FleetWatch loves it when we hear of grand trucks doing a grand job and we have a great example in two, 2005-model Hino 15-258 freight-carriers which have moved more than 100 000 tons of steel scaffolding over the past 12 years. During this time one of them has covered nearly 900 000km and the other more than 500 000km.
To put this into perspective, as a comparison, 100 000 tons equates to the mass of a huge cruise liner capable of carrying 3 000 passengers and 1 000 crew!
And how’s this for good. Both trucks have their original engines, gearboxes and rear axles, with no major repairs required by any of these components. The engines do not even require top-up oil between 10 000km services. Both trucks are still fitted with the original load boxes, which are in good condition considering the rugged type of work they do.
The trucks, which are operated by Midrand-based Viva Access Scaffolding, usually work six days a week transporting steel scaffolding components to building sites all over Gauteng, and sometimes in neighbouring provinces too.
Over the 13 years, each truck’s load has weighed an average of 7.3-tons, with one of them – fitted with a tag axle – generally loaded to about 10 tons. The trucks usually do four or five round trips a day, travelling a combined distance of 500-600km between 07h30 and 16h30.
Adrian Nunn, the managing director of Viva Access Scaffolding, bought the trucks new from Honeydew Hino in 2005 and says they are still performing so well and remaining competitive in terms of operating expenses that he does not find it necessary to replace them.
“A good indicator of the durability of these Hino trucks is that when we shared a depot with another company using trucks for similar work, that company replaced its trucks, which were of another brand, three times while our Hinos kept on working reliably,” says Nunn.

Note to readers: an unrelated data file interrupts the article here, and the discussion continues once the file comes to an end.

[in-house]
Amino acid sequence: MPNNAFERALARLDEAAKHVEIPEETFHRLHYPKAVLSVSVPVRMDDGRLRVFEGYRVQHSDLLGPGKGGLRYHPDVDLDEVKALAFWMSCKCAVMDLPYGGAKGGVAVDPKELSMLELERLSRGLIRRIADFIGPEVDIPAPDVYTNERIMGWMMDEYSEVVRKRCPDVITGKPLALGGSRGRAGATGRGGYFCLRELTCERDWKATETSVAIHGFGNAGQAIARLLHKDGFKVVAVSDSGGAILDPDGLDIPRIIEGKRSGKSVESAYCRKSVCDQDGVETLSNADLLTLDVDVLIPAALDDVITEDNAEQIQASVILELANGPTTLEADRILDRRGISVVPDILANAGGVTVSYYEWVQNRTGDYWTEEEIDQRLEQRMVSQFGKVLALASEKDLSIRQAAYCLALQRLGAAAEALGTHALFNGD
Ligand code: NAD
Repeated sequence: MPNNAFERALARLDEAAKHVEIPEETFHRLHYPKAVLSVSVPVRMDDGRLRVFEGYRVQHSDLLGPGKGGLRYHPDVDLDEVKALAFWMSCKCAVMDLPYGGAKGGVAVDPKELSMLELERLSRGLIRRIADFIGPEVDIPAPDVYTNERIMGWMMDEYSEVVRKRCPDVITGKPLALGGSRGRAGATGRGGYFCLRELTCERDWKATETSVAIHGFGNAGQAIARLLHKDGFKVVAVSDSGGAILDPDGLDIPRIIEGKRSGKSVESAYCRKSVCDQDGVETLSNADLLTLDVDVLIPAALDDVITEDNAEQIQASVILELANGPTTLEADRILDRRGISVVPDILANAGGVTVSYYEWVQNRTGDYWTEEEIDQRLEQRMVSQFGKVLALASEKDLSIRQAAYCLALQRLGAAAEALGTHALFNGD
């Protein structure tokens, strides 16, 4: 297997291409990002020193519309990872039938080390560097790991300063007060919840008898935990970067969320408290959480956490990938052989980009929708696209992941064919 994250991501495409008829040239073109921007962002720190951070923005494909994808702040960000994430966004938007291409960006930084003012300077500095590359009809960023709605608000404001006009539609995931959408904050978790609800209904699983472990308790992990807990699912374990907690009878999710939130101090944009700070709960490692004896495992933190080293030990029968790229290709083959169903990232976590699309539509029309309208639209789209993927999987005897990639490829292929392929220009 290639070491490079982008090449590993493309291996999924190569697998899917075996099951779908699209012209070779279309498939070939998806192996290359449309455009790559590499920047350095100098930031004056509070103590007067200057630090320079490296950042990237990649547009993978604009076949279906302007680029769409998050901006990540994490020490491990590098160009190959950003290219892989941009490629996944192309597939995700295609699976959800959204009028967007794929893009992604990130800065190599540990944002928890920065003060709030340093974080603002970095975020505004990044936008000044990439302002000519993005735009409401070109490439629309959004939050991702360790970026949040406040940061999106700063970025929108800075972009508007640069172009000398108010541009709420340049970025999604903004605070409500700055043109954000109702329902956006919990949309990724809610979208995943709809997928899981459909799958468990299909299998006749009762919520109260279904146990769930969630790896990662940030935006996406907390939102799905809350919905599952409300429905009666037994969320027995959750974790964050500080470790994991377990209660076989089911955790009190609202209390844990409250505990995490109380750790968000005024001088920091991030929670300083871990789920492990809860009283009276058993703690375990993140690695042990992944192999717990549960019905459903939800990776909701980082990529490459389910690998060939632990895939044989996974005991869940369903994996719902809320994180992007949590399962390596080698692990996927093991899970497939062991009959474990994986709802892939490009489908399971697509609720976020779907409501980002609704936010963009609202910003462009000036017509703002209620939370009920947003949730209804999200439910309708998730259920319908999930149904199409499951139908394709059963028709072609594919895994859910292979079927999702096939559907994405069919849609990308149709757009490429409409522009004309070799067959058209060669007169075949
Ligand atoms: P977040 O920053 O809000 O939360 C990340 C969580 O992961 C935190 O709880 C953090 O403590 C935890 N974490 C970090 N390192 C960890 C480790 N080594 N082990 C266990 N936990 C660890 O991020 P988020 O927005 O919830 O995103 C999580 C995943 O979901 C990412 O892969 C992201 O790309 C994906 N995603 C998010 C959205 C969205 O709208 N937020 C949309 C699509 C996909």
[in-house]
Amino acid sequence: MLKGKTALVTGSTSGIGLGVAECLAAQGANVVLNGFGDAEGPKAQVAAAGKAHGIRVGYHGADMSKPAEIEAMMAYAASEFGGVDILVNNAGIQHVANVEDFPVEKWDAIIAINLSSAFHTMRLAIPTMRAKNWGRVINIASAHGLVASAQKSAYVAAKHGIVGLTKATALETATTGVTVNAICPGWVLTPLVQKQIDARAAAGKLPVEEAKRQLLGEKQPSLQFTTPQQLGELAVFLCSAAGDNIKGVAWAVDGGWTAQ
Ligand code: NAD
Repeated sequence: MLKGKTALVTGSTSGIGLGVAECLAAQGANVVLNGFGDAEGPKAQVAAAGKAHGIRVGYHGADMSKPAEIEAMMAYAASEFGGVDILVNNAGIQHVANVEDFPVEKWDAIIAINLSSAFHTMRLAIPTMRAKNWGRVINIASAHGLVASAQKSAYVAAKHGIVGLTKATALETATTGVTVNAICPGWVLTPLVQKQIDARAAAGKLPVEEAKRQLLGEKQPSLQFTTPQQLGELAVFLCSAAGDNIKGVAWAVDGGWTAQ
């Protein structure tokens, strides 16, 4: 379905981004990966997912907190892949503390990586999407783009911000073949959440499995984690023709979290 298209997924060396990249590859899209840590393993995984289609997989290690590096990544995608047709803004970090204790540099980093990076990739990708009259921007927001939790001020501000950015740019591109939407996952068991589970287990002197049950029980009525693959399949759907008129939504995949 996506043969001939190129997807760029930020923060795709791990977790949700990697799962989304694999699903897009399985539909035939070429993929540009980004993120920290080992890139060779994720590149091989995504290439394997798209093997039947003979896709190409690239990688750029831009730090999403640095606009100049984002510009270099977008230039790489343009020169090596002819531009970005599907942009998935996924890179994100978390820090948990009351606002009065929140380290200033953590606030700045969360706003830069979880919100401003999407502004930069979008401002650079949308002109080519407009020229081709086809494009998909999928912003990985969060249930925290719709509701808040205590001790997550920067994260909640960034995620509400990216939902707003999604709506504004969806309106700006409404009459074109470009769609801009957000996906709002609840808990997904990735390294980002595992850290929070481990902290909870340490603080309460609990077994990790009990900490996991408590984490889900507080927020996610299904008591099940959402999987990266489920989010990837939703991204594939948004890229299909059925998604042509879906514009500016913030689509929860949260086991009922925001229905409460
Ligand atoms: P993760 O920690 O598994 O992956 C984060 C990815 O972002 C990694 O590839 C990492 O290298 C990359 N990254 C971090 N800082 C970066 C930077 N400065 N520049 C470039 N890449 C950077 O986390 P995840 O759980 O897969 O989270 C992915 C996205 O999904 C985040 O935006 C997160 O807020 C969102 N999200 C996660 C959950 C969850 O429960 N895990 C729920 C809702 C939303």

He says the reason he chose Hino when he set up Viva Access Scaffolding was the excellent service provided over many years by a Toyota Dyna in his father’s construction business in Pretoria.
“I must say, these two Hinos certainly deliver on all fronts as we cannot afford downtime. Carrying heavy loads most of the time and often operating in heavy traffic in urban areas puts a big strain on the clutches, so they are replaced approximately once a year. Brake overhauls every two years or so are the only other major maintenance work required to keep the trucks running reliably.
“I am amazed at the strength of the transmission components as the laden trucks usually operate on uneven surfaces at building sites where they often encounter wheelspin, which puts heavy loads on the gearboxes, driveshafts and rear axles but they continue to prove they are up to this type of heavy work,” he says.
The trucks have dedicated drivers, with Nathaniel Muvhango having driven the tag axle Hino since it was new, while Clarence Madau has been driving the other truck since 2014.
Major servicing was carried out by Hino Honeydew initially but a change in the siting of the Viva depot has meant they now go to Hino Midrand for any major repairs.
Viva Access Scaffolding, which was founded in 2003, is a thriving business with a stock of 900 tons of scaffolding components and many loyal customers, including Bantry Construction, Iguana Construction and Group 5.
Adrian Nunn, one of the founders of Viva, qualified as an architect before joining his father’s business, John Nunn Construction, and deciding to concentrate on scaffolding. Over the years he bought out his partners and for the past nine years, he has been the sole owner of the company, ably assisted by his long-time colleague, Chris Levy, who has wide-ranging experience in many aspects of the construction industry.
The company now employs 100 people – many of them having been with the company for more than 10 years – and operates on as many as 30 building sites at any one time.
“Our business is highly competitive and very service oriented so I am grateful to have the two Hino trucks still running reliably as our customers have very specific requirements that need to be met timeously,” says Nunn.